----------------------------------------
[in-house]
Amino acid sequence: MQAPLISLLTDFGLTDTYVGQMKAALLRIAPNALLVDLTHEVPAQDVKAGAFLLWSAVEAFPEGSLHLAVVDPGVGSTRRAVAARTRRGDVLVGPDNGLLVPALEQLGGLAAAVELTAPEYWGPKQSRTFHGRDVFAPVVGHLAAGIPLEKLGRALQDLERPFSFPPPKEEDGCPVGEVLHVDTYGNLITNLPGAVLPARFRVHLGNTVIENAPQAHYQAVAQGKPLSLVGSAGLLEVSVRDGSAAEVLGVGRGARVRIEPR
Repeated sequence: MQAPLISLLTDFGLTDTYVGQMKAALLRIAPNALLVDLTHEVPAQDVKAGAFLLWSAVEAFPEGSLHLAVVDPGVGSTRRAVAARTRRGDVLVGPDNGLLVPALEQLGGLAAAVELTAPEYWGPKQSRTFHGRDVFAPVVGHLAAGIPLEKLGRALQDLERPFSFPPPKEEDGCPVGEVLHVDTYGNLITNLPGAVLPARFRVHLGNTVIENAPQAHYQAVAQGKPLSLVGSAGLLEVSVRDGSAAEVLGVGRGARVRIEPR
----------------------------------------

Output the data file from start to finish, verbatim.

[in-house]
Amino acid sequence: MQAPLISLLTDFGLTDTYVGQMKAALLRIAPNALLVDLTHEVPAQDVKAGAFLLWSAVEAFPEGSLHLAVVDPGVGSTRRAVAARTRRGDVLVGPDNGLLVPALEQLGGLAAAVELTAPEYWGPKQSRTFHGRDVFAPVVGHLAAGIPLEKLGRALQDLERPFSFPPPKEEDGCPVGEVLHVDTYGNLITNLPGAVLPARFRVHLGNTVIENAPQAHYQAVAQGKPLSLVGSAGLLEVSVRDGSAAEVLGVGRGARVRIEPR
Repeated sequence: MQAPLISLLTDFGLTDTYVGQMKAALLRIAPNALLVDLTHEVPAQDVKAGAFLLWSAVEAFPEGSLHLAVVDPGVGSTRRAVAARTRRGDVLVGPDNGLLVPALEQLGGLAAAVELTAPEYWGPKQSRTFHGRDVFAPVVGHLAAGIPLEKLGRALQDLERPFSFPPPKEEDGCPVGEVLHVDTYGNLITNLPGAVLPARFRVHLGNTVIENAPQAHYQAVAQGKPLSLVGSAGLLEVSVRDGSAAEVLGVGRGARVRIEPR